2.1. Lentiviral Transduction
All transductions were performed on pan-T cells, which were purchased from STEMCELL Technologies or purified in-house from peripheral blood mononuclear cells (PBMCs) (Indiana Blood Center) from healthy donors using the EasySep™ Human T Cell Isolation Kit (STEMCELL Technologies). PBMCs were isolated from the blood using standard procedures of density gradient centrifugation. Cells were cultured in AIM V medium (Thermo Fisher Scientific) containing 100 IU/mL of human recombinant interleukin 2 (IL2) (STEMCELL Technologies), or where indicated, 5 ng/mL IL15 or 5 ng/mL IL7 together with 5 ng/mL IL15 (PeproTech), and 5% () of either FBS (Thermo Fisher Scientific, Corning), heat-inactivated human ABS (Sigma-Aldrich, Valley Biomedical), or HPL (nLiven PR™, pathogen-reduced HPL, Cook Regentec).
The HPL used in this study was produced using the manufacturing process or in some cases, a scaled down version, for the commercially available nLiven PR™. Expired platelet units were sourced from FDA-registered and AABB-certified blood banks and must have been acceptable for allogeneic transfusion prior to expiration. Donors underwent thorough screening and testing prior to donation to reduce the risk of transfusion-transmitted infections. Platelets were collected into bags containing an ACD-A anticoagulant and frozen within forty-eight hours of expiration. For the production of each lot of HPL, approximately 100 donor platelet units were thawed, pooled, electron beam (E-beam) irradiated, and manipulated to rupture the platelet membrane. E-beam irradiation was selected as a pathogen reduction method because it has the capacity to reduce potential transfusion-transmitted infections while maintaining the product’s ability to perform as a cell culture media supplement . The resultant lysate was then filtered and storage vessels aseptically filled. No heparin was used during the production of HPL or its use as a cell culture supplement. Standard assays, such as osmolality and total protein content, were performed on each lot to ensure lot-to-lot consistency. In addition, cytokines were quantified by ELISA (R&D Systems) and results for a subset of factors relevant to T cells are shown in Supplementary Figure 1.
Phosphoglycerate kinase-green fluorescent protein (PGK-GFP) and elongation factor 1 alpha-GFP (EF1A-GFP) lentiviruses were obtained from Cellomics, and cytomegalovirus-GFP (CMV-GFP) lentivirus was obtained from Indiana University Vector Production Facility (Indianapolis, IN). Pilot experiments were performed to attain a relative infectious titer for each viral vector. A low multiplicity of infection (MOI) (<1) was chosen to allow the detection of potential differences between conditions, and MOIs used for each of the three vectors were not designed to be comparable because of differing inherent activity of each promoter. Prior to transduction, cells were thawed and activated with the ImmunoCult™ Human CD3/CD28 T Cell Activator (STEMCELL Technologies), then cultured for four days to give the cells time to recover from thawing and become activated. Cells were counted on day four, and transductions were set up in a 96-well plate with 100,000 cells per well in media containing mol/L hexadimethrine bromide (polybrene; Sigma) and lentivirus. Although polybrene is unlikely to be used in a clinical setting, it is a transduction enhancer commonly used for research. Analysis was performed using BD Accuri C6 and C6-Plus instruments and software (BD Biosciences). Analysis was at two days after transduction, to evaluate the effect of supplement on early aspects of transduction such as viral entry, and seven days after transduction when reporter expression is thought to be derived from stable integration . Cells were gated based on forward and side scatter plots, and GFP+ cells were defined based on comparison to untransduced cells. Arithmetic mean fluorescence intensity (MFI) of GFP+ cells was obtained and reported as a ratio for ABS or HPL relative to FBS for each donor or as an arbitrary unit in the experiments not involving FBS.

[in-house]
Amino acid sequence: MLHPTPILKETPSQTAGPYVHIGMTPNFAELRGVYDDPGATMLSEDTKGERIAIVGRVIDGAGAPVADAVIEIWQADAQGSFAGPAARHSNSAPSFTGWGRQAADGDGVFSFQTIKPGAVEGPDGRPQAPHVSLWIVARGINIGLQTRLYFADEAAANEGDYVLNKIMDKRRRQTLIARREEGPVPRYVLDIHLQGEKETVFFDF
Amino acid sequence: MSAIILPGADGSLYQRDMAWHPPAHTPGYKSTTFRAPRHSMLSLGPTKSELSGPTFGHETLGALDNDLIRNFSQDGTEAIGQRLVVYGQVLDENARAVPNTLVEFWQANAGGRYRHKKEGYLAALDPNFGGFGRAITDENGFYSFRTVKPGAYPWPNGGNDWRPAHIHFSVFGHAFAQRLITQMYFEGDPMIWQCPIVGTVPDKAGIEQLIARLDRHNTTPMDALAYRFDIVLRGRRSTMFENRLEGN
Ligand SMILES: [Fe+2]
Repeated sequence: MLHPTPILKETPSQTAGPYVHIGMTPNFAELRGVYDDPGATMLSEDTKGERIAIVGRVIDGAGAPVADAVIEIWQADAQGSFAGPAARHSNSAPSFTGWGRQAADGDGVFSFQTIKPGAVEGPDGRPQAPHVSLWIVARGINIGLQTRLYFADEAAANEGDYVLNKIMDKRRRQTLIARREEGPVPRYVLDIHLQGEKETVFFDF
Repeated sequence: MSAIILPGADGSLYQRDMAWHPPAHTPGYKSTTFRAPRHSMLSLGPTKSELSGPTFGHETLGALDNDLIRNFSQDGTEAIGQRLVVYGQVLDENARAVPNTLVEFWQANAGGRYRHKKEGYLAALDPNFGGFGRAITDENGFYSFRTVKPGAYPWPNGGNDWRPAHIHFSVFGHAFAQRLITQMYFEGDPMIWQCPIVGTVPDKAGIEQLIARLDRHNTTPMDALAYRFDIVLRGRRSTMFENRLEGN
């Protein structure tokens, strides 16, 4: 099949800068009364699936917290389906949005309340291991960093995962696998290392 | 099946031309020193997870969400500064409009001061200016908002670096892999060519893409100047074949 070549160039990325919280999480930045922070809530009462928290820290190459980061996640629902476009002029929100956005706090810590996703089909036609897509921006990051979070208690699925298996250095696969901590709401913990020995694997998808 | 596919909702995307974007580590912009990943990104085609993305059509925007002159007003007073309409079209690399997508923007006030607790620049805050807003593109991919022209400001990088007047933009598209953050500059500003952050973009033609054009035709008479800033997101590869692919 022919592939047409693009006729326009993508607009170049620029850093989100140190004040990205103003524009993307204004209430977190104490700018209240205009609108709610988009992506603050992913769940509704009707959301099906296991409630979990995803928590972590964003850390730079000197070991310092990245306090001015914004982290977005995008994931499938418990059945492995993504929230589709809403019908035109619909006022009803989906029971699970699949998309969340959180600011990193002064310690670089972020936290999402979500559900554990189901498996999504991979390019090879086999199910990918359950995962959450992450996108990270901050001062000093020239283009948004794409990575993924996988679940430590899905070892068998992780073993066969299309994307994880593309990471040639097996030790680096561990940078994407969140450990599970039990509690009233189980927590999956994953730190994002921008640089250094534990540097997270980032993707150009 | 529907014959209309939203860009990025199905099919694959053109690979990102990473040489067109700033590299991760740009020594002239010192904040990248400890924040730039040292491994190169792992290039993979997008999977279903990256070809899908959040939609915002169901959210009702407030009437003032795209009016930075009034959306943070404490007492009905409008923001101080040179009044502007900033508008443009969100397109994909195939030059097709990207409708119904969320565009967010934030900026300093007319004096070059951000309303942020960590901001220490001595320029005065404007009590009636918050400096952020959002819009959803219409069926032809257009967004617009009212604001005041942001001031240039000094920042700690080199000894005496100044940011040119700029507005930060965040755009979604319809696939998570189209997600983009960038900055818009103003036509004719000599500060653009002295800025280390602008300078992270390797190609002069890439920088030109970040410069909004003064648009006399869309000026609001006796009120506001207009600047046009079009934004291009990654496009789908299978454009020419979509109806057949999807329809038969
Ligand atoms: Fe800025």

2.2. T Cell Expansion
For expansion experiments, cryopreserved PBMCs (STEMCELL Technologies) from three donors were thawed, activated, and cultured with the same reagents as described above. PBMCs were seeded in a 24-well plate at a density of cells/mL. Supplements were used at 5% (), and three lots of each supplement were tested for each donor. In the case of expansion in IL15 and/or IL7, a single lot of HPL and ABS was compared and three donors were used that were different from the donors used for expansion in IL2. Cells were counted and cell density adjusted to cells/mL by adding fresh media starting on the fourth day, then every 2-3 days. Viability was quantified using trypan blue exclusion. Cell counts from the three lots of each supplement were considered as technical replicates and averaged. Cells were analyzed by immunostaining and flow cytometry on day 14 of culture.
2.3. Immunostaining and Flow Cytometry
Prior to staining, cells were blocked using an FcR blocking reagent (Miltenyi Biotec). Cell phenotype was analyzed by immunostaining. Monoclonal antibodies were from BD Biosciences except where indicated. Antibodies used included (1) anti-CD3-allophycocyanin (APC) (Miltenyi Biotec, clone REA613), CD62L-PE (clone SK11), and CD56-fluorescein isothiocyanate (FITC) (BioLegend, clone 5.1H11); (2) CD4-R-phycoerythrin-cyanine 7 (clone RPA-T4), CD8-R-phycoerythrin (PE) (clone RPA-T8), CD197 (CCR7)-FITC (clone 150503), and CD45RO-APC (clone UCHL1); or (3) CD62L-Alexa Fluor 647 (clone SK11). Fluorescence minus one (FMO) controls and appropriate isotype controls were performed. An AbC Total Antibody Compensation Bead Kit (Thermo Fisher Scientific) was used to define compensation settings. Analysis was performed using BD Accuri C6 instruments and software (BD Biosciences).